His next season, 1944, was a special season for the Browns. After spending most of their existence at or near the bottom of the American League, the Brownies captured the pennant in ’44. The ever hustling, high-energy Al was not a starter at the beginning of the season but earned the status as the season wore on.
His baseball career was put on hold when Uncle Sam called him into the Army. He reported to Fort MacArthur in San Pedro, California, in October 1944, and then was moved to Fort Warren, near Cheyenne, Wyoming. He served for the duration of the war and then reported to the Browns’ spring training camp in Anaheim, California, in February 1946. With the war over, the star players returned to their major-league teams and the Browns were back to their usual position in the standings.
Als statistics declined in ’46 and he was now a starting outfielder for the seventh-place Browns. After starting off reasonably well he, had a terrible year at the plate. Clearly, this downward trend could not continue or he would find himself back in the minors.
After the ’47 season, he played in the California Winter League. He put everything together and had a breakout season in 1948, finishing at .329, fourth-best in the American League. He was voted in to play in the All-Star game. His 1948 performance earned him a few votes among sportswriters for the MVP, the only time he was so honored.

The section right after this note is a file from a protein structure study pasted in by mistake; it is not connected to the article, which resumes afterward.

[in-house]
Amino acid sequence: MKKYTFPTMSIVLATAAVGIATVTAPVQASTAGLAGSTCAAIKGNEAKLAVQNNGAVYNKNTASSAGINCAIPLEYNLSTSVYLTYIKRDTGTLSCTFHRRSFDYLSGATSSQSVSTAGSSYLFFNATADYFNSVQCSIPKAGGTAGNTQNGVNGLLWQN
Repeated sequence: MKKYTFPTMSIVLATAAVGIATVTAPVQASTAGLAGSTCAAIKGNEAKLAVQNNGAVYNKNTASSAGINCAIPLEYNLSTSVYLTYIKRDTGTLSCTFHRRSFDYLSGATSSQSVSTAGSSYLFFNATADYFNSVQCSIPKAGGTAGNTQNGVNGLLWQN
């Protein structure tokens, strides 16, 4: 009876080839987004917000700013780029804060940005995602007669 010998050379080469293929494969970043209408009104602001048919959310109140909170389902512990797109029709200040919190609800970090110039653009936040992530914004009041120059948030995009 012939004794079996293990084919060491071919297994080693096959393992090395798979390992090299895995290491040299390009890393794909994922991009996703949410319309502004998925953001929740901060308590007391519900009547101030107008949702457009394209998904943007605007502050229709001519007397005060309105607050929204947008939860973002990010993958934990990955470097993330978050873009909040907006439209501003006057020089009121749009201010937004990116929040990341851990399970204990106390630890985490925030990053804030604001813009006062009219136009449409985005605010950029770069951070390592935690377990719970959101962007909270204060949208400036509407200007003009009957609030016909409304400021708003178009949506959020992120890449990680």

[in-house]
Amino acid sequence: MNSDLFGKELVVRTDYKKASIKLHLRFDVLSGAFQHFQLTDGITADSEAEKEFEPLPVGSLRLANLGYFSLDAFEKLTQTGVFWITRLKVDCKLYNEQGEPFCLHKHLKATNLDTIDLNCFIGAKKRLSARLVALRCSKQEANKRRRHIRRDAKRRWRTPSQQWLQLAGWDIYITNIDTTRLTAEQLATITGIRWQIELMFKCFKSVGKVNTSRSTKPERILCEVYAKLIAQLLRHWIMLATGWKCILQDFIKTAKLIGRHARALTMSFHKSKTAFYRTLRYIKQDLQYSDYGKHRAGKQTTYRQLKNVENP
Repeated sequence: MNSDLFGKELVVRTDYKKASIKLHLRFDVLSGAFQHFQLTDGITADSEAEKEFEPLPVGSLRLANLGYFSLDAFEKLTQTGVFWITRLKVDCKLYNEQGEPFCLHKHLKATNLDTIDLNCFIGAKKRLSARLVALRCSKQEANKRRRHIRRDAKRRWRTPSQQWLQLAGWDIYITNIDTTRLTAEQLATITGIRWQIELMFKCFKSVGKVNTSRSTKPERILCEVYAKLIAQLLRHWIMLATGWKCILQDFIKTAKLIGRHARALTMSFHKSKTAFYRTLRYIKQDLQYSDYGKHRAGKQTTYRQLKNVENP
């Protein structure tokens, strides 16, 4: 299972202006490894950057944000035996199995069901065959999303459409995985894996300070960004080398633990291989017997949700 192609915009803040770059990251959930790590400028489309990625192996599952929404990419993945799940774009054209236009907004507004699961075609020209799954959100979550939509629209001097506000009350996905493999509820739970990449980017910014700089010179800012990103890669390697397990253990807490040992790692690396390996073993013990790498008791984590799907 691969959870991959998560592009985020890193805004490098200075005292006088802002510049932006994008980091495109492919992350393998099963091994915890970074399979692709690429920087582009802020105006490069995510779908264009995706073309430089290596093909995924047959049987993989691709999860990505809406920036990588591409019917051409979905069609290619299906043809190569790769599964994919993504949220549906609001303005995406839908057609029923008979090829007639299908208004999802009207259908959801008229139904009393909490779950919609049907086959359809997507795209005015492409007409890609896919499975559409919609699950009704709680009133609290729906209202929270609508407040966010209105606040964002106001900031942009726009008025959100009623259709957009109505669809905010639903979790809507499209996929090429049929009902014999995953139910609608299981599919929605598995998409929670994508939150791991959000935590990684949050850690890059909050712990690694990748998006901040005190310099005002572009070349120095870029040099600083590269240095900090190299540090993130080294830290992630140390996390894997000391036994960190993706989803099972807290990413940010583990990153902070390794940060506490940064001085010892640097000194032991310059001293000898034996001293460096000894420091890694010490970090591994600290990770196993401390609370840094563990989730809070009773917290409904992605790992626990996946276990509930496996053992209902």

After a “substantial” raise in pay and a bit part in the movie The Stratton Story during the offseason, Alwas back with the Browns to start the 1949 season. He would not be there for long, however. In May, as the last member of the 1944 pennant-winning Browns still with the team, he was traded to the Boston Red Sox.
He may have been thrilled, but he was over-anxious as well, getting off to a slow start with his new club. Then, in May hit his first homer with Boston. Bu June, he was the regular right fielder for the 1949 Red Sox.
In September 1949, Al had a three-run inside-the-park home run to help the Sox defeat the A’s. It was the first inside-the-park homer at Fenway Park since 1931. He had a good season for the Sox, hitting .281 with 32 doubles, 9 homers, and 71 RBIs in 124 games. He was solid in right field as well with six assists and just four errors in 251 chances.
The Red Sox were an offensive juggernaut in 1950. Al was a big part of the attack, hitting .325 in his first full year with the club. The Sox need to shore up the pitching in 1951 and it meant a change of uniforms for Al before the season. The Red Sox had Billy Goodman, winner of the 1950 American League batting crown, ready to play right field, which made Al expendable. In December 1950, the Red Sox traded him to the Chicago White Sox for pitchers Ray Scarborough and lefty Bill Wight.